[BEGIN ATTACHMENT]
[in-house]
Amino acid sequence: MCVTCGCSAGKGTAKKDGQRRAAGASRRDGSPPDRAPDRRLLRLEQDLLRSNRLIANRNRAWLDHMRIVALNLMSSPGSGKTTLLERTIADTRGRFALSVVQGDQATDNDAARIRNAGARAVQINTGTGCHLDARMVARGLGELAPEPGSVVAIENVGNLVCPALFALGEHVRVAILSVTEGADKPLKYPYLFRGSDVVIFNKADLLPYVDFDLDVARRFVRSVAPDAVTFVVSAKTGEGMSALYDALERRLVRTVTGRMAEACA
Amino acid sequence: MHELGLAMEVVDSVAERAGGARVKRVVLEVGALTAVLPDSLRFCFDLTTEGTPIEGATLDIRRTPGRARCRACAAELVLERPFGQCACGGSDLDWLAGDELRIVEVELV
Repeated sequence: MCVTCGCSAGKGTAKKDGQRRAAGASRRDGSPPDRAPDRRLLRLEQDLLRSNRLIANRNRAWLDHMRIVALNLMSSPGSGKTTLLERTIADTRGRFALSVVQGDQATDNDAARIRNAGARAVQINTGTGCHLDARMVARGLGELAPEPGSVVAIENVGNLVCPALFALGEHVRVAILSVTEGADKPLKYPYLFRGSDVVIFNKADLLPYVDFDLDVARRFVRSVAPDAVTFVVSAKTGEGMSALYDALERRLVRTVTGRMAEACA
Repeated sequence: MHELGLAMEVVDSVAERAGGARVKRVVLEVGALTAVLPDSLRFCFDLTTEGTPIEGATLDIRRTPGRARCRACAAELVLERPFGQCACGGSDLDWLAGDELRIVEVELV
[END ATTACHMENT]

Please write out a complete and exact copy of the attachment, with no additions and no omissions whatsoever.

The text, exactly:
[in-house]
Amino acid sequence: MCVTCGCSAGKGTAKKDGQRRAAGASRRDGSPPDRAPDRRLLRLEQDLLRSNRLIANRNRAWLDHMRIVALNLMSSPGSGKTTLLERTIADTRGRFALSVVQGDQATDNDAARIRNAGARAVQINTGTGCHLDARMVARGLGELAPEPGSVVAIENVGNLVCPALFALGEHVRVAILSVTEGADKPLKYPYLFRGSDVVIFNKADLLPYVDFDLDVARRFVRSVAPDAVTFVVSAKTGEGMSALYDALERRLVRTVTGRMAEACA
Amino acid sequence: MHELGLAMEVVDSVAERAGGARVKRVVLEVGALTAVLPDSLRFCFDLTTEGTPIEGATLDIRRTPGRARCRACAAELVLERPFGQCACGGSDLDWLAGDELRIVEVELV
Repeated sequence: MCVTCGCSAGKGTAKKDGQRRAAGASRRDGSPPDRAPDRRLLRLEQDLLRSNRLIANRNRAWLDHMRIVALNLMSSPGSGKTTLLERTIADTRGRFALSVVQGDQATDNDAARIRNAGARAVQINTGTGCHLDARMVARGLGELAPEPGSVVAIENVGNLVCPALFALGEHVRVAILSVTEGADKPLKYPYLFRGSDVVIFNKADLLPYVDFDLDVARRFVRSVAPDAVTFVVSAKTGEGMSALYDALERRLVRTVTGRMAEACA
Repeated sequence: MHELGLAMEVVDSVAERAGGARVKRVVLEVGALTAVLPDSLRFCFDLTTEGTPIEGATLDIRRTPGRARCRACAAELVLERPFGQCACGGSDLDWLAGDELRIVEVELV